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For usernames, etc., you usually see like ユーザ名 or something similar. Or like on my Skype, it says Skype名. How is the 名 pronounced in these situations? I've never been able to conclusively find this anywhere. My instinct tells me it's because these seem like compounds nouns (like 星空【ほしぞら】, etc.) that use kun-yomi.

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I have seen this mysterious single-word sentence “Topic.” at the beginning of some of your questions. What does it mean? –  Tsuyoshi Ito Nov 11 '11 at 3:34
    
It means the main question I want to ask is in the title itself, so I don't want to repeat it in the body of the post (even though I did in this one anyway. Oops). –  istrasci Nov 11 '11 at 3:36
    
I see, but I think that you can omit it and it will make the question easier to read. –  Tsuyoshi Ito Nov 11 '11 at 3:37
    
Yeah, I guess really you'd only use it if you had nothing else to add in the body. –  istrasci Nov 11 '11 at 3:40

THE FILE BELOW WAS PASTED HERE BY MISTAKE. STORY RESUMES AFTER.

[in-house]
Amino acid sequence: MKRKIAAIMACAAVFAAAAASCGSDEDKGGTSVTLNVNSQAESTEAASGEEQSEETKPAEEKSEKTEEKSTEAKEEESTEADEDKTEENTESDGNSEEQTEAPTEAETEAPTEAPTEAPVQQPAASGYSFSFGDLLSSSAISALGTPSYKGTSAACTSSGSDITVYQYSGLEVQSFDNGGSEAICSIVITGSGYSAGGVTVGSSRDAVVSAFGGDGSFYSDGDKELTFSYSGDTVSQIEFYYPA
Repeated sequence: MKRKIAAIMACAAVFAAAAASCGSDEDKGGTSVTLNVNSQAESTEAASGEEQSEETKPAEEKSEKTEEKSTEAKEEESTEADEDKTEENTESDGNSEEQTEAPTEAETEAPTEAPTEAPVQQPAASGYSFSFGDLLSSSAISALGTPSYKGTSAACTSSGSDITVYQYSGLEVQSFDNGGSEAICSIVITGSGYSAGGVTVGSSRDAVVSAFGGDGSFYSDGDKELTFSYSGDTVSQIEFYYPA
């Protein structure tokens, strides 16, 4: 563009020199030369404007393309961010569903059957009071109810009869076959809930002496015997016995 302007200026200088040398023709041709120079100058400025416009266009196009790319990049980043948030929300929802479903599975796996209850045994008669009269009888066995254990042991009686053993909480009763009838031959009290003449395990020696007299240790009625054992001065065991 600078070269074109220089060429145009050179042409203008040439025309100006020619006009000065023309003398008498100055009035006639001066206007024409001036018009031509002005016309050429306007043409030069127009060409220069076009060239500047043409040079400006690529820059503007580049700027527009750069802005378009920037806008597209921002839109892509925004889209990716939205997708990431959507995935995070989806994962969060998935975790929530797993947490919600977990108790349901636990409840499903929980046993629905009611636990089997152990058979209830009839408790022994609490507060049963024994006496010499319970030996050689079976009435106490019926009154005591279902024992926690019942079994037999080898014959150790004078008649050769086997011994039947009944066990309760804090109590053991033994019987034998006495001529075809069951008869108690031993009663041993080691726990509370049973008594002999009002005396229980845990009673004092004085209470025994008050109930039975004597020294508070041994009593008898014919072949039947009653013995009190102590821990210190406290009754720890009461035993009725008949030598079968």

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It's interesting though how in Japanese you don't have to verbalise while reading kanji. E.g., in 「Skype名」 you just see ‘name’—no need to think how exactly to pronounce 名 (unless you have to say it out loud). I think it's cool—you quicker get to the meaning, skipping unnecessary reading. On the other hand, it's probably since I'm just a beginner and don't know how to pronounce things. =) I'm curious whether native speakers usually verbalise written kanji or not… Although I guess it's not easy to find out. –  Anton Strogonoff Nov 19 '11 at 17:30
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up vote 12 down vote accepted

It is read as めい. “ユーザ名” is read as ユーザめい, “Skype 名” is スカイプめい.

I do not know the reason for that, but if I make a guess, this may be because gairaigo in a compound word is treated in a similar way to Sino-Japanese words.

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Yes, here is the example itself in this article (however much trust one assigns to Wikipedia). –  istrasci Nov 11 '11 at 3:31
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After thinking about it a little bit, reading “Skype 名” as スカイプな seems cooler than スカイプめい (probably because I am too sleepy now). –  Tsuyoshi Ito Nov 11 '11 at 4:36
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